What is needed now is a paradigm shift that moves from seeing negotiations as a process focused on the preservation and/or creation of nation-state structures and the maintenance of ethnic privilege to seeing negotiations as a process focused on guaranteeing the rights of all people, regardless of their religious and ethnic background. This means remaining open to options other than the two-state solution.
Instead of demanding that Palestinians recognize Israel as a Jewish state before negotiations can begin, we must demand respect for peoples’ rights, regardless of their ethnic and/or religious identities, and we must critically evaluate what formally defining Israel as a Jewish state would mean for Israel’s non-Jewish population.
Instead of seeing the potential return of Palestinian refugees as a demographic threat to Israel’s Jewish majority and therefore denying refugees’ rights, we must understand that Palestinians were denied their right of return in 1949 because they were the demographic majority prior to their displacement and their return was seen as a demographic threat to Israel’s Jewish majority. Maintaining a Jewish demographic majority in Israel has been the reason given for denying Palestinian refugees their right to return to their homes ever since 1948. Continuing to deny their rights based on demographics is to accept as just their original dispossession.
Rather than starting from a position that sees refugees’ rights as a threat that must be denied, it is time that we start considering how restorative justice principles might be used to preserve the rights of Jewish Israelis, while also realizing the rights of refugees to return to the locations from which they were displaced and the property from which they were disposed. The return of Palestinian refugees is part of the solution and should not be seen as an obstacle to peace.
Instead of seeing security as only being achievable through the continued militarization of Palestinian and Israeli societies and through their separation from each other, we must understand that Israelis’ security is directly linked to Palestinians’ security. We must understand that realizing social, economic and political equality, and addressing past and present injustices — not separation and isolation — will bring security. This means that conversations should not be about finding a way to ensure that Palestinians and Israelis can live side by side (but separately) in security, but rather should be about finding a way to guarantee the full protection and respect for the human rights of all peoples in the land.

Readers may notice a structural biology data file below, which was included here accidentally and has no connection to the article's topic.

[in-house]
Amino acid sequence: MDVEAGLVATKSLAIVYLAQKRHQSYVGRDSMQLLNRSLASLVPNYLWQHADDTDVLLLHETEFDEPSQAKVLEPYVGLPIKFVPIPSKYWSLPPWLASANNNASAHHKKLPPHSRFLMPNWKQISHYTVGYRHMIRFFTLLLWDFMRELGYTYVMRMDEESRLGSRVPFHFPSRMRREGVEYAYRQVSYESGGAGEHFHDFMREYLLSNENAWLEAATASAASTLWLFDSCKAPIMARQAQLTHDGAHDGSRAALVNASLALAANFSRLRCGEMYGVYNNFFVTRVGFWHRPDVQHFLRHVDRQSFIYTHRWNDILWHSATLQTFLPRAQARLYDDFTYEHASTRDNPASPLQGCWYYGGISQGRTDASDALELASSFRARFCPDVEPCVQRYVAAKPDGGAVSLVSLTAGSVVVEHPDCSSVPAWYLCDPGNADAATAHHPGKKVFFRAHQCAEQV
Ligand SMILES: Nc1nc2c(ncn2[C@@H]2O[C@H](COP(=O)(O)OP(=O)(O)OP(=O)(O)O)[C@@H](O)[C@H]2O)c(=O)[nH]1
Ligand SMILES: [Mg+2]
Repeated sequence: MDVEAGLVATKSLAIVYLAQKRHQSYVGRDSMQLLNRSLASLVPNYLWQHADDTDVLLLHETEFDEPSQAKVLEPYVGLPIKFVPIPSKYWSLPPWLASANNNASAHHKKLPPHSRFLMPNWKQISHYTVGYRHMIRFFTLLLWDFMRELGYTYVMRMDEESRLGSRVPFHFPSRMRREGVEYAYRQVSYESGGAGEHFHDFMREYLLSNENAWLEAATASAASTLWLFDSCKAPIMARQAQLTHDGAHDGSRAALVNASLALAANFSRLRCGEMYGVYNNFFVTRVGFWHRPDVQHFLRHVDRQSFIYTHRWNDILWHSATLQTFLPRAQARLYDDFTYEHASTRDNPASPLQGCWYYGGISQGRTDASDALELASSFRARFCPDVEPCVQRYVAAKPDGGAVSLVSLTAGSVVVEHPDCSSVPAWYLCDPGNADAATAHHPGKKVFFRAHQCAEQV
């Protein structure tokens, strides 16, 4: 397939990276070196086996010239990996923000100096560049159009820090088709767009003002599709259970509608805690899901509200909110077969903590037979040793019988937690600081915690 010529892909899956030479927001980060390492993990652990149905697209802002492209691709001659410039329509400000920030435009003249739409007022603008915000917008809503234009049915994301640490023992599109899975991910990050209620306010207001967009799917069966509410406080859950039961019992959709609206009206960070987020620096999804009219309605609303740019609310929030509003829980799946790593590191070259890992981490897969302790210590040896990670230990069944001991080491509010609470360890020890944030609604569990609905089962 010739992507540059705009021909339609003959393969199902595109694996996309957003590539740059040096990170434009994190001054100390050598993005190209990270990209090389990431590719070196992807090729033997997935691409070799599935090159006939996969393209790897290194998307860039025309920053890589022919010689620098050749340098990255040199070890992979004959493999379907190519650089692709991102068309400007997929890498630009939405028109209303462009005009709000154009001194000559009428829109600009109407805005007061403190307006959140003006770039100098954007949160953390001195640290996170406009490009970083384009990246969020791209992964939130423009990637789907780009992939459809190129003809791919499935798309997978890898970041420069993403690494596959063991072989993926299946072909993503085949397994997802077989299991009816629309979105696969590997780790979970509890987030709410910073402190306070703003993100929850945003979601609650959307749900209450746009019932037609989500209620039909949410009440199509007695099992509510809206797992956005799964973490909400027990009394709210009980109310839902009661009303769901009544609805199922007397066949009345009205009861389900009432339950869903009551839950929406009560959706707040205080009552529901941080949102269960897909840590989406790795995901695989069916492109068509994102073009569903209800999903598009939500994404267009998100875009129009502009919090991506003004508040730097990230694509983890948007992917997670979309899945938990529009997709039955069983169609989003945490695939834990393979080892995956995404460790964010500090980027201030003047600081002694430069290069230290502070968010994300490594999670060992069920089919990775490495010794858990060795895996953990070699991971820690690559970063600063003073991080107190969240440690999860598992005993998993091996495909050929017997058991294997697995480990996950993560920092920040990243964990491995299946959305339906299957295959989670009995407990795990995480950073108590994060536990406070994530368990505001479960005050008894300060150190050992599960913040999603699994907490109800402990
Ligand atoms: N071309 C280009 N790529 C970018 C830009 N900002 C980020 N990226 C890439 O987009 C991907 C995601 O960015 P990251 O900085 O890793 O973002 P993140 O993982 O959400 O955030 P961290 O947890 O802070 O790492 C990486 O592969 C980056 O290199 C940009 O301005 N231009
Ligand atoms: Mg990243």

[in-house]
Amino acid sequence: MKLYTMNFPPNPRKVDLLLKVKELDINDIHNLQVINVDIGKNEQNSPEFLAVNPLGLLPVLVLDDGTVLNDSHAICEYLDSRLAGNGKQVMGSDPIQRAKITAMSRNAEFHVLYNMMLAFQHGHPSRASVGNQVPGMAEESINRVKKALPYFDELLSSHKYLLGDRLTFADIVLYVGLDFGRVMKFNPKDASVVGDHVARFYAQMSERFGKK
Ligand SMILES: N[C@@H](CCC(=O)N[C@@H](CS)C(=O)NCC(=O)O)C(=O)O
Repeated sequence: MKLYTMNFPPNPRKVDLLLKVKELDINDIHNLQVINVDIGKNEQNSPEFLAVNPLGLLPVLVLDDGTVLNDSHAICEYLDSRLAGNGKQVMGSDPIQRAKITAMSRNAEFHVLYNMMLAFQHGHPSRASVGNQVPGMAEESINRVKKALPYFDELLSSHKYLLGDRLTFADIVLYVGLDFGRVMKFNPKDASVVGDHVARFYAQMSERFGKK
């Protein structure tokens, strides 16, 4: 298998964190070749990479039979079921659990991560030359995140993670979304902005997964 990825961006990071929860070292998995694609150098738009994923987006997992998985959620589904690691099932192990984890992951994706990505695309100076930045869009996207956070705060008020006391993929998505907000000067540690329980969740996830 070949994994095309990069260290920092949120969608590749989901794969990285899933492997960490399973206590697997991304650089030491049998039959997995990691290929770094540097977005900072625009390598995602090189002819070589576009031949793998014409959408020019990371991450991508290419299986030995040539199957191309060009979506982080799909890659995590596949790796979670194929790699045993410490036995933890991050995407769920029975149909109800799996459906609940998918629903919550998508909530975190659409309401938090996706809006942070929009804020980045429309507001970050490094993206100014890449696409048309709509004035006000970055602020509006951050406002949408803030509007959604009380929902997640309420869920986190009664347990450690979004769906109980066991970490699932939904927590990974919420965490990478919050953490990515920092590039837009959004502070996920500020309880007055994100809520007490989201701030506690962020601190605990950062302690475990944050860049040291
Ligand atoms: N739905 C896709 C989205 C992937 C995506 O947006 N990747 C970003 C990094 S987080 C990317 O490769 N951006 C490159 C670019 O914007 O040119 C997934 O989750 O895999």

Instead of insisting that only two states will bring peace, we need to consider other possibilities, including one democratic state with equality for all its citizens.
Calling for an end to specific actions like settlement construction, home demolitions and acts of violence which are obstacles to peace is important, but this is not enough. What is needed is a transformation of the whole negotiating process. Continuing to move down the same paths that have resulted in failure for more than 20 years will not bring peace. What is needed now is a radically changed process; a process focused on accountability, equality and justice, as opposed to ethnic separation and exclusion.
If equality and justice can be realized, then peace will follow.
An earlier version of this article appears here.